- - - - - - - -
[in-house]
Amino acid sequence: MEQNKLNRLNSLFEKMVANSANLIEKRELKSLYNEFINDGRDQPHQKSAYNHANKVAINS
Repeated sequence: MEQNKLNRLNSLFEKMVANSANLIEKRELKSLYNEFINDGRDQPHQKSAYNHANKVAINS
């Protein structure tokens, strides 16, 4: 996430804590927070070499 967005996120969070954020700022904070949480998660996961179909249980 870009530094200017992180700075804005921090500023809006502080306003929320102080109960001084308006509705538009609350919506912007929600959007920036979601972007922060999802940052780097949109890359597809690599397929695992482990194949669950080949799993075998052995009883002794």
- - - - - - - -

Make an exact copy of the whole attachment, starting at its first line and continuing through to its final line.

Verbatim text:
[in-house]
Amino acid sequence: MEQNKLNRLNSLFEKMVANSANLIEKRELKSLYNEFINDGRDQPHQKSAYNHANKVAINS
Repeated sequence: MEQNKLNRLNSLFEKMVANSANLIEKRELKSLYNEFINDGRDQPHQKSAYNHANKVAINS
């Protein structure tokens, strides 16, 4: 996430804590927070070499 967005996120969070954020700022904070949480998660996961179909249980 870009530094200017992180700075804005921090500023809006502080306003929320102080109960001084308006509705538009609350919506912007929600959007920036979601972007922060999802940052780097949109890359597809690599397929695992482990194949669950080949799993075998052995009883002794």